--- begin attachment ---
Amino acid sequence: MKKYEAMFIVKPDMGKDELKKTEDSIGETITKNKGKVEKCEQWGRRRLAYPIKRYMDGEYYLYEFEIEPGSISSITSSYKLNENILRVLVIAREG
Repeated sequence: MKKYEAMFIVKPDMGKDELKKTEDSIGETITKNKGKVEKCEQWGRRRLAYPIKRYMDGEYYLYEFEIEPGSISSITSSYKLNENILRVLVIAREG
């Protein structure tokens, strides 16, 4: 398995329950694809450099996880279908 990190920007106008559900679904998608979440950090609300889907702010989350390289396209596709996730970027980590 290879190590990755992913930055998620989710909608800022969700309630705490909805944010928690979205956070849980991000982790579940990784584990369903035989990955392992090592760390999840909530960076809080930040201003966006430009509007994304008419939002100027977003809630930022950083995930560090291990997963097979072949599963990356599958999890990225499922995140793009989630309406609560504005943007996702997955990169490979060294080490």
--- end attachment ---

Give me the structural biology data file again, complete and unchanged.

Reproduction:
Amino acid sequence: MKKYEAMFIVKPDMGKDELKKTEDSIGETITKNKGKVEKCEQWGRRRLAYPIKRYMDGEYYLYEFEIEPGSISSITSSYKLNENILRVLVIAREG
Repeated sequence: MKKYEAMFIVKPDMGKDELKKTEDSIGETITKNKGKVEKCEQWGRRRLAYPIKRYMDGEYYLYEFEIEPGSISSITSSYKLNENILRVLVIAREG
């Protein structure tokens, strides 16, 4: 398995329950694809450099996880279908 990190920007106008559900679904998608979440950090609300889907702010989350390289396209596709996730970027980590 290879190590990755992913930055998620989710909608800022969700309630705490909805944010928690979205956070849980991000982790579940990784584990369903035989990955392992090592760390999840909530960076809080930040201003966006430009509007994304008419939002100027977003809630930022950083995930560090291990997963097979072949599963990356599958999890990225499922995140793009989630309406609560504005943007996702997955990169490979060294080490």